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Were nude pictures of your child just leaked online?

Snapchat, the image sharing network used by thousands of teens worldwide found itself in a sticky situation this morning, when it was revealed that over 200,000 images were hacked and posted online.

The images – which are meant to be erased after 10 seconds of a person viewing – are actually being stored in the app. The rumoured event (“the snappening”) saw many images of 13 to 17 year olds being leaked on SnapSaved.com.

Snapchat denies its servers have been breached but says users who also utilise third party apps may well have had their images leaked online. While adults may laugh and think “of course the images were saved somewhere”, there will be a lot of shocked, surprised and embarrassed teenagers around this morning.

Publisher of Cybershack and Today Show IT expert, Charlie Brown sat down with Mamamia to explain where your snapchats go after they vanish and how to keep your and your kids’ photos safe online.

MM Team: What just happened? I read that millions of private pictures, many of teens, have just flooded the web.

CB: 13GB of photos and video were leaked – apparently this includes over 200,000 unique files. Allegedly, most of these files are completely innocent – photos of cats, shoes, etc, but there are reports that there is also material that could be considered child pornography – naked selfies taken by underage boys and girls.

MM Team: Where have the images gone? Who can access them, and how do they know where they are?

CB: The images have apparently been shared using file sharing websites, but due to the highly illegal nature of the material (child pornography), many websites are removing “Snappening” content as it is being uploaded.

There is much less proliferation of these images than with the Celebrity Nude Leak from August. While merely searching Jennifer Lawrence on Twitter would bring up the images, this isn’t the case with the Snappening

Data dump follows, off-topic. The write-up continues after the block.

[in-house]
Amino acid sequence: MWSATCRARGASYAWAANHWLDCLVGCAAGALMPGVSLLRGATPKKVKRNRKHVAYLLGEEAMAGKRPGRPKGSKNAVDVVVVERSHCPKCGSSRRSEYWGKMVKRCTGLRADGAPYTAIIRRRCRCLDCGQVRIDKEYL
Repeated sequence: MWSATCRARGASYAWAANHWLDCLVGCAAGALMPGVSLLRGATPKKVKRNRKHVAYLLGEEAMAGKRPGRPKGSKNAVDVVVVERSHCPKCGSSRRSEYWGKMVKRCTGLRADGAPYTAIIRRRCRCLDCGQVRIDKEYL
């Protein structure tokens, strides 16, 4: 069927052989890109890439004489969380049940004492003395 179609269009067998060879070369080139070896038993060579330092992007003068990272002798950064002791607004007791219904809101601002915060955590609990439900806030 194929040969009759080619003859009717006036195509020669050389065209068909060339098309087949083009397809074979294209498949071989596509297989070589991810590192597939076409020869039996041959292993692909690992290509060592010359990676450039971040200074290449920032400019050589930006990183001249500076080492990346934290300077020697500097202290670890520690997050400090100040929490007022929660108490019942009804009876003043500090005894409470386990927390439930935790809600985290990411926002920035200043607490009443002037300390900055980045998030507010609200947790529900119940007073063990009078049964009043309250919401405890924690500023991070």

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MM Team: Is there any way to retrieve the leaked images?

CB: Short of downloading the file, there is no way to retrieve the leaked images. Considering the number of potentially illegal images, searching for and downloading these is not recommended.

MM Team: Is Snapchat no longer safe – should I delete the app?

CB: The issue wasn’t with Snapchat itself, but with a malicious third-party service called SnapSaved, explicitly forbidden by Snapchat’s terms and conditions. Users were using the service to surreptitiously save photos sent to them, without the original sender’s knowledge.

On top of this, SnapSaved stored the user’s login credentials. It was compromised and as such, hackers were able to use these to intercept pictures sent and received by the user. After accumulating the mass of photos, the hacker decided to share these online.

Charlie Brown.

MM TEAM: Is there any such thing as safe photo-sharing?

CB: Yes and No.

Technically, any service can be compromised and even a phone can be stolen, but there are ways to keep yourself protected.

If a service allows it, you should always use 2-factor-authentication. 2-factor authentication means that whenever you sign in for a new device, you’ll be ask for a second code, typically generated by your mobile phone

In general, the risk of sharing a photo is quite low – and the chance of it being stolen in a hack is actually quite low – especially if you’re not a celebrity.

If you’re smart and safe about what you do online, you should be fine. Though if you’re worried, I think a good motto to follow is don’t share anything you wouldn’t want to become public.

Unfamiliar with Snapchat? Then take a look at what the Rich Kids of Snapchat send to each other:

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